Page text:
Electronic Journal of Differential Equations , 2012, Abstract: In this article we propose a comparison of a delayed SIR model and its corresponding SEIR model in terms of global stability. We consider a saturated incidence rate and we determine, using Lyapunov functionals, conditions by which the disease-free equilibrium and the endemic equilibrium are globally asymptotically stable. Also some numerical simulations are given to compare a global behaviour of a delayed SIR model and its corresponding SEIR model.
 Physics , 2006, DOI: 10.1142/S1793524508000370 Abstract: A pulse vaccination SIR model with periodic infection rate $\beta (t)$ have been proposed and studied. The basic reproductive number $R_0$ is defined. The dynamical behaviors of the model are analyzed with the help of persistence, bifurcation and global stability. It has been shown that the infection-free periodic solution is globally stable provided $R_0 < 1$ and is unstable if $R_0>1$. Standard bifurcation theory have been used to show the existence of the positive periodic solution for the case of $R_0 \to1^+$. Finally, the numerical simulations have been performed to show the uniqueness and the global stability of the positive periodic solution of the system.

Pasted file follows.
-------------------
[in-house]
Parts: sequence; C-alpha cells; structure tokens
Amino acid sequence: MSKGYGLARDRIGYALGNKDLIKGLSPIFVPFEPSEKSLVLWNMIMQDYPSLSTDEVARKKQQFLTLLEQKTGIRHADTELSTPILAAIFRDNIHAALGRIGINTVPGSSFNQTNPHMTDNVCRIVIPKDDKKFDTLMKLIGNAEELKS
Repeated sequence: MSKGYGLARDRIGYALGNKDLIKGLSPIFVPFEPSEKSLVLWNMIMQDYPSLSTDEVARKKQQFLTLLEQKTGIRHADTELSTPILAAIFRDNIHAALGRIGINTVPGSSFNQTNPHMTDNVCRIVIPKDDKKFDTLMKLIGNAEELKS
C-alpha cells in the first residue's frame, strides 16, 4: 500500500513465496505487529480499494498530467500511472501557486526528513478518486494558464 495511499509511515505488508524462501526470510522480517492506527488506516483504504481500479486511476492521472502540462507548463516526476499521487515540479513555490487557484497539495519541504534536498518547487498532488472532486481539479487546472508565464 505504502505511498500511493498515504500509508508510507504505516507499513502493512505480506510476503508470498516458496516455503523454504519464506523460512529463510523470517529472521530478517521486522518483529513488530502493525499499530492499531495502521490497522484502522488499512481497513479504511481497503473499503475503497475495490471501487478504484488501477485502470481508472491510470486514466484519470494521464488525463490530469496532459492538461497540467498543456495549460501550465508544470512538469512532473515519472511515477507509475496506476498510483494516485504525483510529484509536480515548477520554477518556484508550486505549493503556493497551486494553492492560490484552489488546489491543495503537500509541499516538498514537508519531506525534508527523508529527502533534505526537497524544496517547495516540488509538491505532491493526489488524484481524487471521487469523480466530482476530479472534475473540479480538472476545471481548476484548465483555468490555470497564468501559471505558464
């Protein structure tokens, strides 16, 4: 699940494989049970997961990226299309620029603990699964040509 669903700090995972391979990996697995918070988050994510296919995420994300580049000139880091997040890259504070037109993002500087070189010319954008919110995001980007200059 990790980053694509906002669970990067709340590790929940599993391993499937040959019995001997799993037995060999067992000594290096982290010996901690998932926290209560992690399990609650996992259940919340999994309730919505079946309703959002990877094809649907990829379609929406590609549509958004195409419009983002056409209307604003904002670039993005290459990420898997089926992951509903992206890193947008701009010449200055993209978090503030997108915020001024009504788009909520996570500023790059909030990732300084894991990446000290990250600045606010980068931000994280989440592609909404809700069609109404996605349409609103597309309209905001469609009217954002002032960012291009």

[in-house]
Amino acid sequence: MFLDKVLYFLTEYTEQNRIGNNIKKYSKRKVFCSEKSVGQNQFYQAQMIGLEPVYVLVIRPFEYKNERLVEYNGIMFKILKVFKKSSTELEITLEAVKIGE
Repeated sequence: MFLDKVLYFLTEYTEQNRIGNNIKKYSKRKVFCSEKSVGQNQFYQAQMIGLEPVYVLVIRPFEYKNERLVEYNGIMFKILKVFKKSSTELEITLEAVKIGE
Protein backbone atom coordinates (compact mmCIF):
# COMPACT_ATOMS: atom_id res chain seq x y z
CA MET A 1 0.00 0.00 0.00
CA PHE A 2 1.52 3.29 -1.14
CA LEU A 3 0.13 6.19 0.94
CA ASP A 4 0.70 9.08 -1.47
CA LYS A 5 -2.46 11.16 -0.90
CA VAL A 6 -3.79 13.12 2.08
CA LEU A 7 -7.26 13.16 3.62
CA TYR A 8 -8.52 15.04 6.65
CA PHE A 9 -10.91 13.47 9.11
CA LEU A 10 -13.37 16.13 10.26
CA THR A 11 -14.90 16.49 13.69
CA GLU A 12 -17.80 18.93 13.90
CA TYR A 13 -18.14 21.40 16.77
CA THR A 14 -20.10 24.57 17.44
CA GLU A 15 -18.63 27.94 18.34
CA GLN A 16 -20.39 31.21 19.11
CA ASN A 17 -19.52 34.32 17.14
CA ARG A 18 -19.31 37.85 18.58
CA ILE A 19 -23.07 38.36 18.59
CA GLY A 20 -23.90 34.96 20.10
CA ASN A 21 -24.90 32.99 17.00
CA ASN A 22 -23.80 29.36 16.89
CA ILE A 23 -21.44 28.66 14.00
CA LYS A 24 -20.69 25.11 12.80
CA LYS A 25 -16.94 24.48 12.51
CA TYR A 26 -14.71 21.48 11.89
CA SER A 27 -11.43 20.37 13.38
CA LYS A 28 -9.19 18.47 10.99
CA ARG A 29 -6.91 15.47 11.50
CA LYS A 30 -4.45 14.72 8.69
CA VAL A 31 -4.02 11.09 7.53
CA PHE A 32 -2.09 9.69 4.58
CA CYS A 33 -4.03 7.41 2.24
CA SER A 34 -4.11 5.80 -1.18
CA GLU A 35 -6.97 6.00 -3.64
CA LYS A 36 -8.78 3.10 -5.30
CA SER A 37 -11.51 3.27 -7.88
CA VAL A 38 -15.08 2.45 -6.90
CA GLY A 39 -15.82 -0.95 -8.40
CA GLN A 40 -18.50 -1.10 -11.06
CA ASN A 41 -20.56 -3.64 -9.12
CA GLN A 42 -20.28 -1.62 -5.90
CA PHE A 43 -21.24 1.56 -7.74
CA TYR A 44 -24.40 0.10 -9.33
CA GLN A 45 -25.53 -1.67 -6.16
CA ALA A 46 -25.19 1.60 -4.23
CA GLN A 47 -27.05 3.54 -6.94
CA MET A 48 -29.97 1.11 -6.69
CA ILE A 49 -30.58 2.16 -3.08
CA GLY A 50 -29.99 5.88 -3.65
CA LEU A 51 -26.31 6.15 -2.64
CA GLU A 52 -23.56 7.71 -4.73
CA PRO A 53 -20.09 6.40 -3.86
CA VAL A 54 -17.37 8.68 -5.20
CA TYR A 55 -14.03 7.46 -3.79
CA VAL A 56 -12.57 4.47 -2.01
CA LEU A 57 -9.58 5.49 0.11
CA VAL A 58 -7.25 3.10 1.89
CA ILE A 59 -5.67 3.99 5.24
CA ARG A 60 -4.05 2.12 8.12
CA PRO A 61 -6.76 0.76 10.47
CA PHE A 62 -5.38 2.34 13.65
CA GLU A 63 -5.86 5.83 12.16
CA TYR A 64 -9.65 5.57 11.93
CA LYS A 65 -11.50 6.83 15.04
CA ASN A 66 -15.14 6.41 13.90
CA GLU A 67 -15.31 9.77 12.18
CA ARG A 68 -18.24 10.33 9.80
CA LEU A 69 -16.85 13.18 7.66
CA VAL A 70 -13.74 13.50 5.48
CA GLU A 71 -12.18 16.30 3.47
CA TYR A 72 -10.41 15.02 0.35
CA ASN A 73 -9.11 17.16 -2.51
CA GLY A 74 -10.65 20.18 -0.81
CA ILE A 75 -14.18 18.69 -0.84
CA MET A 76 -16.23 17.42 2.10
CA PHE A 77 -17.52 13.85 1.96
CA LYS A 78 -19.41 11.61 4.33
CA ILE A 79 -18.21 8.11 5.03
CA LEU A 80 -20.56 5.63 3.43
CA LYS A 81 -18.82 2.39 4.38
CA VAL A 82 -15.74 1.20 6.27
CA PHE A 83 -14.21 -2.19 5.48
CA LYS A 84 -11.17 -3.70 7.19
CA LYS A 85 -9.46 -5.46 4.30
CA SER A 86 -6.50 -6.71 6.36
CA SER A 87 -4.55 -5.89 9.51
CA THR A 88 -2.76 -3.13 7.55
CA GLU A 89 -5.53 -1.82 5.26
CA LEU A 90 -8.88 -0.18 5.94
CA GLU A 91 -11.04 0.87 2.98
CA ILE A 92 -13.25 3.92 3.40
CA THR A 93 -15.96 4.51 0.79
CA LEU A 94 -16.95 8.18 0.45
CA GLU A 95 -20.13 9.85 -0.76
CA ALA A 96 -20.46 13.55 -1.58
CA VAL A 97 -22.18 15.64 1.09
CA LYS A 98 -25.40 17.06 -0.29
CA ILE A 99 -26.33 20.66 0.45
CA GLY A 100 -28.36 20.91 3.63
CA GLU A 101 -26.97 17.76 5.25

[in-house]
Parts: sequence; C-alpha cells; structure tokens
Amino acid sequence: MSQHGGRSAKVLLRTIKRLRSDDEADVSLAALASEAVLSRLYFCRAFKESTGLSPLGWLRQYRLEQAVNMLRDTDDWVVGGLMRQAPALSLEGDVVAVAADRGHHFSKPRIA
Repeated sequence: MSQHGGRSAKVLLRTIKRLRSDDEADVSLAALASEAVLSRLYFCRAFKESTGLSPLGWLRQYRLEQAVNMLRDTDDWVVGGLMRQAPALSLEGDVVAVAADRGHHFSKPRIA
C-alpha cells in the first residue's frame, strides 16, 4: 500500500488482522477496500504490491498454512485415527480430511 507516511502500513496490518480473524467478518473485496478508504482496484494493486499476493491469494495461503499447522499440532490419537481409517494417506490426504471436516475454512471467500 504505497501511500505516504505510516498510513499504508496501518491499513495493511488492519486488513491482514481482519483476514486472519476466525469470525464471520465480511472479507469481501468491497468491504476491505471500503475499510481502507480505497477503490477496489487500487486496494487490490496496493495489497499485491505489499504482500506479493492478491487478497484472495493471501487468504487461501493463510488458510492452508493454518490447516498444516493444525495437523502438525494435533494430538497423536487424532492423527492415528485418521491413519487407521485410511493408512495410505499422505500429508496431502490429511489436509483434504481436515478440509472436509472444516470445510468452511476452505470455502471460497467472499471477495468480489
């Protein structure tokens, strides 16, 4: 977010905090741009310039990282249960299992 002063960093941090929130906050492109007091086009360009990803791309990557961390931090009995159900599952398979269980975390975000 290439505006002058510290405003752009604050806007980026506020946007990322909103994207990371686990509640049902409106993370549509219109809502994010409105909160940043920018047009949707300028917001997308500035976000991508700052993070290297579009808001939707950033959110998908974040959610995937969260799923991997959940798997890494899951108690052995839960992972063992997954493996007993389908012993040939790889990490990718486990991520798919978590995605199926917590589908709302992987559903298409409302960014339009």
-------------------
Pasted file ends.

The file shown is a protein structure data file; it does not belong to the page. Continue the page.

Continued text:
Open Journal of Modelling and Simulation (OJMSi) , 2015, DOI: 10.4236/ojmsi.2015.33011 Abstract: We consider a SIR epidemic model with saturated incidence rate and treatment. We show that if the basic reproduction number, R0 is less than unity and the disease free equilibrium is locally asymptotically stable. Moreover, we show that if R0 > 1, the endemic equilibrium is locally asymptotically stable. In the end, we give some numerical results to compare our model with existing model and to show the effect of the treatment term on the model.